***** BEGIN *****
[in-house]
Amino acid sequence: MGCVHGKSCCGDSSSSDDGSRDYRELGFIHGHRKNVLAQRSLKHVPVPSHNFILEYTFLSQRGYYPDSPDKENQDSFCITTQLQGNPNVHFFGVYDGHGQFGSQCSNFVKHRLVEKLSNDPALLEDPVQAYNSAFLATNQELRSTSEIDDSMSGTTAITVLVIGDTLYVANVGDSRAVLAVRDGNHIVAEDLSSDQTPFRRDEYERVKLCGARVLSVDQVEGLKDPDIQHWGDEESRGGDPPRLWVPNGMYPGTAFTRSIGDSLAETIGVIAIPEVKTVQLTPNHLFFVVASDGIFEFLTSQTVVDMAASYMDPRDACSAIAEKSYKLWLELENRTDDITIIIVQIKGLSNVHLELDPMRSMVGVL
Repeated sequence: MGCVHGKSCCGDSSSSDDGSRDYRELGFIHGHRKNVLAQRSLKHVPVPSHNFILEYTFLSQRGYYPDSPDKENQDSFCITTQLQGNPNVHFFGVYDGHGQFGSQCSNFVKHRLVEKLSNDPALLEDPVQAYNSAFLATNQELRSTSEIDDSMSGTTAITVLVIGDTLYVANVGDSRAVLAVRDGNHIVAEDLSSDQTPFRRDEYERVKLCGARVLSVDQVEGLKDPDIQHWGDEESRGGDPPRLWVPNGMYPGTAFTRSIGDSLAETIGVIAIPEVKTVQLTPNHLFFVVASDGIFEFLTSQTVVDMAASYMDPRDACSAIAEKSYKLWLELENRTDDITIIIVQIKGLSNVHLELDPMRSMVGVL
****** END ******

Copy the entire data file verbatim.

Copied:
[in-house]
Amino acid sequence: MGCVHGKSCCGDSSSSDDGSRDYRELGFIHGHRKNVLAQRSLKHVPVPSHNFILEYTFLSQRGYYPDSPDKENQDSFCITTQLQGNPNVHFFGVYDGHGQFGSQCSNFVKHRLVEKLSNDPALLEDPVQAYNSAFLATNQELRSTSEIDDSMSGTTAITVLVIGDTLYVANVGDSRAVLAVRDGNHIVAEDLSSDQTPFRRDEYERVKLCGARVLSVDQVEGLKDPDIQHWGDEESRGGDPPRLWVPNGMYPGTAFTRSIGDSLAETIGVIAIPEVKTVQLTPNHLFFVVASDGIFEFLTSQTVVDMAASYMDPRDACSAIAEKSYKLWLELENRTDDITIIIVQIKGLSNVHLELDPMRSMVGVL
Repeated sequence: MGCVHGKSCCGDSSSSDDGSRDYRELGFIHGHRKNVLAQRSLKHVPVPSHNFILEYTFLSQRGYYPDSPDKENQDSFCITTQLQGNPNVHFFGVYDGHGQFGSQCSNFVKHRLVEKLSNDPALLEDPVQAYNSAFLATNQELRSTSEIDDSMSGTTAITVLVIGDTLYVANVGDSRAVLAVRDGNHIVAEDLSSDQTPFRRDEYERVKLCGARVLSVDQVEGLKDPDIQHWGDEESRGGDPPRLWVPNGMYPGTAFTRSIGDSLAETIGVIAIPEVKTVQLTPNHLFFVVASDGIFEFLTSQTVVDMAASYMDPRDACSAIAEKSYKLWLELENRTDDITIIIVQIKGLSNVHLELDPMRSMVGVL